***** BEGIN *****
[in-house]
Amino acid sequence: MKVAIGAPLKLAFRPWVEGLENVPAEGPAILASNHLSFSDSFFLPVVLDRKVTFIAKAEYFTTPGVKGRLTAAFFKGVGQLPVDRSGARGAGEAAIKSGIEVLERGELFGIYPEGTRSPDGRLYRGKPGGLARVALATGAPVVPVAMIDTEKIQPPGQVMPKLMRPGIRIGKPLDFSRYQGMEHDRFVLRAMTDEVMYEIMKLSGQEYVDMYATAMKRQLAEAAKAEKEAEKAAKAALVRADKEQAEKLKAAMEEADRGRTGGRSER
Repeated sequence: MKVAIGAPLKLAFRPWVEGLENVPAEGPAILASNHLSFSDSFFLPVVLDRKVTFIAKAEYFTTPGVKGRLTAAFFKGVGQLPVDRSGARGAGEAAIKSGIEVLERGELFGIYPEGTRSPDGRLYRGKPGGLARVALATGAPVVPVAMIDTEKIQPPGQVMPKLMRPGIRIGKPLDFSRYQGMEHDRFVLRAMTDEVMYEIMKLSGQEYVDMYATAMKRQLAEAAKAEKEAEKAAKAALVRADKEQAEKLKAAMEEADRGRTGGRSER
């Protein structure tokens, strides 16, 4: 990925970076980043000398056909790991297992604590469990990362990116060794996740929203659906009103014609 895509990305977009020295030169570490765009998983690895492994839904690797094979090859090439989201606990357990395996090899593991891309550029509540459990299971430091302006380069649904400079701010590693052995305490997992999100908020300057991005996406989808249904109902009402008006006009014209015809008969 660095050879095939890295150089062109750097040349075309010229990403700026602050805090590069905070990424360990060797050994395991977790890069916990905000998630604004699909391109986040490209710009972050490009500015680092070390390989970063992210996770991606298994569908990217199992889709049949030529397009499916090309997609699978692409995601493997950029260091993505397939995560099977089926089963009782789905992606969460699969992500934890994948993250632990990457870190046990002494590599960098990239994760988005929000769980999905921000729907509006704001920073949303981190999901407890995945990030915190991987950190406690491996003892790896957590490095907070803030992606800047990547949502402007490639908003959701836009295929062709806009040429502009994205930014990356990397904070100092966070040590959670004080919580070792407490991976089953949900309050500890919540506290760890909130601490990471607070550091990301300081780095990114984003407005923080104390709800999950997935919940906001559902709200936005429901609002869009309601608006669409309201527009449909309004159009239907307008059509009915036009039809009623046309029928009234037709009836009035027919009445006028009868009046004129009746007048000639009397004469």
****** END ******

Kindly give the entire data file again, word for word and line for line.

[in-house]
Amino acid sequence: MKVAIGAPLKLAFRPWVEGLENVPAEGPAILASNHLSFSDSFFLPVVLDRKVTFIAKAEYFTTPGVKGRLTAAFFKGVGQLPVDRSGARGAGEAAIKSGIEVLERGELFGIYPEGTRSPDGRLYRGKPGGLARVALATGAPVVPVAMIDTEKIQPPGQVMPKLMRPGIRIGKPLDFSRYQGMEHDRFVLRAMTDEVMYEIMKLSGQEYVDMYATAMKRQLAEAAKAEKEAEKAAKAALVRADKEQAEKLKAAMEEADRGRTGGRSER
Repeated sequence: MKVAIGAPLKLAFRPWVEGLENVPAEGPAILASNHLSFSDSFFLPVVLDRKVTFIAKAEYFTTPGVKGRLTAAFFKGVGQLPVDRSGARGAGEAAIKSGIEVLERGELFGIYPEGTRSPDGRLYRGKPGGLARVALATGAPVVPVAMIDTEKIQPPGQVMPKLMRPGIRIGKPLDFSRYQGMEHDRFVLRAMTDEVMYEIMKLSGQEYVDMYATAMKRQLAEAAKAEKEAEKAAKAALVRADKEQAEKLKAAMEEADRGRTGGRSER
């Protein structure tokens, strides 16, 4: 990925970076980043000398056909790991297992604590469990990362990116060794996740929203659906009103014609 895509990305977009020295030169570490765009998983690895492994839904690797094979090859090439989201606990357990395996090899593991891309550029509540459990299971430091302006380069649904400079701010590693052995305490997992999100908020300057991005996406989808249904109902009402008006006009014209015809008969 660095050879095939890295150089062109750097040349075309010229990403700026602050805090590069905070990424360990060797050994395991977790890069916990905000998630604004699909391109986040490209710009972050490009500015680092070390390989970063992210996770991606298994569908990217199992889709049949030529397009499916090309997609699978692409995601493997950029260091993505397939995560099977089926089963009782789905992606969460699969992500934890994948993250632990990457870190046990002494590599960098990239994760988005929000769980999905921000729907509006704001920073949303981190999901407890995945990030915190991987950190406690491996003892790896957590490095907070803030992606800047990547949502402007490639908003959701836009295929062709806009040429502009994205930014990356990397904070100092966070040590959670004080919580070792407490991976089953949900309050500890919540506290760890909130601490990471607070550091990301300081780095990114984003407005923080104390709800999950997935919940906001559902709200936005429901609002869009309601608006669409309201527009449909309004159009239907307008059509009915036009039809009623046309029928009234037709009836009035027919009445006028009868009046004129009746007048000639009397004469």